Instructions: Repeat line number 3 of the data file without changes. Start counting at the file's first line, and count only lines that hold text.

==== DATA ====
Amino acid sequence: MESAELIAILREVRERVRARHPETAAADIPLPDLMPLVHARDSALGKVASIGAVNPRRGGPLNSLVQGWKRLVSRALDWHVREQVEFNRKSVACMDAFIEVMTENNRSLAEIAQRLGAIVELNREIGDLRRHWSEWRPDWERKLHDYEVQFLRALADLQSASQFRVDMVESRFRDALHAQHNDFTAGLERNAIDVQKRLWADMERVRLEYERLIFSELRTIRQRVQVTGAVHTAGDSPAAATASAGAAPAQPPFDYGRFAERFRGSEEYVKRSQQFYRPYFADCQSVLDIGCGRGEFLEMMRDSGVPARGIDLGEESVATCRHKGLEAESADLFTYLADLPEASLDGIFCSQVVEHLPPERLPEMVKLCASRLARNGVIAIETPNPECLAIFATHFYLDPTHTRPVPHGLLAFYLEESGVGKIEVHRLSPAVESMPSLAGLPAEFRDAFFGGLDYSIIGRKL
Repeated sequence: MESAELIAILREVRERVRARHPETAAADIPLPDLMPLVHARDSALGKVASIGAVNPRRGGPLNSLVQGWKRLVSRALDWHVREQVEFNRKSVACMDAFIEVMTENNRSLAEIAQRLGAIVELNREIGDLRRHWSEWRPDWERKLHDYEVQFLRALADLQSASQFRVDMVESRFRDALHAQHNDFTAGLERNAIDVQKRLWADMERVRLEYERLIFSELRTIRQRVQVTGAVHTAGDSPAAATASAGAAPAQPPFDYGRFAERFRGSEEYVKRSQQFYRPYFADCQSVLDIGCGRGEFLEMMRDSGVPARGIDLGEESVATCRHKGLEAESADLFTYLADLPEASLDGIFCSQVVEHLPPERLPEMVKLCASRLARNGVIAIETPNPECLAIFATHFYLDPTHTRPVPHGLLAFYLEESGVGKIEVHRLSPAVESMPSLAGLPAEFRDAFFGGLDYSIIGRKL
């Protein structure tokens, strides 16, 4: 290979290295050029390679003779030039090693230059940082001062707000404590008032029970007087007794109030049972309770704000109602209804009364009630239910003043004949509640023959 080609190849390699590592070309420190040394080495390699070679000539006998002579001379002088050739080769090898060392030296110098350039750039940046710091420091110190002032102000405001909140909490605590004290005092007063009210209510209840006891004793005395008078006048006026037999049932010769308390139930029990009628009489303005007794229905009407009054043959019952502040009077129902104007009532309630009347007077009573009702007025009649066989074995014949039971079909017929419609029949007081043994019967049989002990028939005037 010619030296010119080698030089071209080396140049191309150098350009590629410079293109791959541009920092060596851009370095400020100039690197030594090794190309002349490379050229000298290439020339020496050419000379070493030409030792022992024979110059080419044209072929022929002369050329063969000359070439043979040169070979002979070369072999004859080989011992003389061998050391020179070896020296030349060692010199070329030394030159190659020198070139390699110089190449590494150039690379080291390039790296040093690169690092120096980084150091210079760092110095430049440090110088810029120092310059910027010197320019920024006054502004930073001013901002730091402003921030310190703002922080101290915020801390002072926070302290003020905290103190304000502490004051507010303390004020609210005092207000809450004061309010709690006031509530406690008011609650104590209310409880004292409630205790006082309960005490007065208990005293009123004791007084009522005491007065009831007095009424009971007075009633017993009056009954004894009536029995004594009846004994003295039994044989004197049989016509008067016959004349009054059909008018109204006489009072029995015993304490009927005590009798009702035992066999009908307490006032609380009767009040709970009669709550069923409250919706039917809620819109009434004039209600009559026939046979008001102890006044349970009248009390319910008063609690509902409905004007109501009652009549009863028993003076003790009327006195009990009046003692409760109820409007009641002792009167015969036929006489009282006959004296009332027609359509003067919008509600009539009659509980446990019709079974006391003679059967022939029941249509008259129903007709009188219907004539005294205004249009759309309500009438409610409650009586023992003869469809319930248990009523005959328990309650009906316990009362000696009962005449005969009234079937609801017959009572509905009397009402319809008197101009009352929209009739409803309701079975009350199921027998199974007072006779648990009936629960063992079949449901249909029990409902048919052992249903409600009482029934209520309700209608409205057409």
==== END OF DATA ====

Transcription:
């Protein structure tokens, strides 16, 4: 290979290295050029390679003779030039090693230059940082001062707000404590008032029970007087007794109030049972309770704000109602209804009364009630239910003043004949509640023959 080609190849390699590592070309420190040394080495390699070679000539006998002579001379002088050739080769090898060392030296110098350039750039940046710091420091110190002032102000405001909140909490605590004290005092007063009210209510209840006891004793005395008078006048006026037999049932010769308390139930029990009628009489303005007794229905009407009054043959019952502040009077129902104007009532309630009347007077009573009702007025009649066989074995014949039971079909017929419609029949007081043994019967049989002990028939005037 010619030296010119080698030089071209080396140049191309150098350009590629410079293109791959541009920092060596851009370095400020100039690197030594090794190309002349490379050229000298290439020339020496050419000379070493030409030792022992024979110059080419044209072929022929002369050329063969000359070439043979040169070979002979070369072999004859080989011992003389061998050391020179070896020296030349060692010199070329030394030159190659020198070139390699110089190449590494150039690379080291390039790296040093690169690092120096980084150091210079760092110095430049440090110088810029120092310059910027010197320019920024006054502004930073001013901002730091402003921030310190703002922080101290915020801390002072926070302290003020905290103190304000502490004051507010303390004020609210005092207000809450004061309010709690006031509530406690008011609650104590209310409880004292409630205790006082309960005490007065208990005293009123004791007084009522005491007065009831007095009424009971007075009633017993009056009954004894009536029995004594009846004994003295039994044989004197049989016509008067016959004349009054059909008018109204006489009072029995015993304490009927005590009798009702035992066999009908307490006032609380009767009040709970009669709550069923409250919706039917809620819109009434004039209600009559026939046979008001102890006044349970009248009390319910008063609690509902409905004007109501009652009549009863028993003076003790009327006195009990009046003692409760109820409007009641002792009167015969036929006489009282006959004296009332027609359509003067919008509600009539009659509980446990019709079974006391003679059967022939029941249509008259129903007709009188219907004539005294205004249009759309309500009438409610409650009586023992003869469809319930248990009523005959328990309650009906316990009362000696009962005449005969009234079937609801017959009572509905009397009402319809008197101009009352929209009739409803309701079975009350199921027998199974007072006779648990009936629960063992079949449901249909029990409902048919052992249903409600009482029934209520309700209608409205057409």